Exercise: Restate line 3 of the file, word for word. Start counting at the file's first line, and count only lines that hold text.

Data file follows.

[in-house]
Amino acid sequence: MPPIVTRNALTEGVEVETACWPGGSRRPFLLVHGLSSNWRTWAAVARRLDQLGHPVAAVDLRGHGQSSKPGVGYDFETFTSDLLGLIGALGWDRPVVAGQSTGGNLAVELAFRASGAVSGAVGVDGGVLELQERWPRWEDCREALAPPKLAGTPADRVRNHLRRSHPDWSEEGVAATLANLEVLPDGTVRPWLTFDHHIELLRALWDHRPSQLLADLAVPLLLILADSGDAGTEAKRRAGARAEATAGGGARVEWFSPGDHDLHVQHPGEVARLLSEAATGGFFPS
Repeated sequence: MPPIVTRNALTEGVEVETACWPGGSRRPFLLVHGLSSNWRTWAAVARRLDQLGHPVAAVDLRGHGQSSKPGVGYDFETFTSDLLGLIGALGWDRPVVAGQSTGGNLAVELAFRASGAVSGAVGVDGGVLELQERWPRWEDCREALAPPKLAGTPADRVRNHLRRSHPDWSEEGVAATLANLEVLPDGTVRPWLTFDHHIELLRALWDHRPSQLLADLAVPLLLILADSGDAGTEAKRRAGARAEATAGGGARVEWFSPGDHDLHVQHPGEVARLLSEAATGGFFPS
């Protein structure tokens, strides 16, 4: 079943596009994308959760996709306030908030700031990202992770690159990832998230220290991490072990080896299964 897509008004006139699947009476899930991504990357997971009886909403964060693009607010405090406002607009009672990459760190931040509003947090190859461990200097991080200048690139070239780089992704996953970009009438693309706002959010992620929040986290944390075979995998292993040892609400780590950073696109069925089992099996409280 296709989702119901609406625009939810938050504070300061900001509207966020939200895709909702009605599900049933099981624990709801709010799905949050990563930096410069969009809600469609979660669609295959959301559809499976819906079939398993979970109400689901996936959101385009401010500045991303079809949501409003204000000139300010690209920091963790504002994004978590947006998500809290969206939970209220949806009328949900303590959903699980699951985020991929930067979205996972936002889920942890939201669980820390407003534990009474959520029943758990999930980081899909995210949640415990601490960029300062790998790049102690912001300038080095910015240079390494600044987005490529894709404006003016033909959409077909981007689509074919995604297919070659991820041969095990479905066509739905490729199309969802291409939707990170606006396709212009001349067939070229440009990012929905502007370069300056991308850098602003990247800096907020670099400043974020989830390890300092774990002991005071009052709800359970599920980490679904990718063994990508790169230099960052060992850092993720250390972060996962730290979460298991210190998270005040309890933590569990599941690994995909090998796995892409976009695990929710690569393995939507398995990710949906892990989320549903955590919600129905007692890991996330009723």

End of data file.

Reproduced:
Repeated sequence: MPPIVTRNALTEGVEVETACWPGGSRRPFLLVHGLSSNWRTWAAVARRLDQLGHPVAAVDLRGHGQSSKPGVGYDFETFTSDLLGLIGALGWDRPVVAGQSTGGNLAVELAFRASGAVSGAVGVDGGVLELQERWPRWEDCREALAPPKLAGTPADRVRNHLRRSHPDWSEEGVAATLANLEVLPDGTVRPWLTFDHHIELLRALWDHRPSQLLADLAVPLLLILADSGDAGTEAKRRAGARAEATAGGGARVEWFSPGDHDLHVQHPGEVARLLSEAATGGFFPS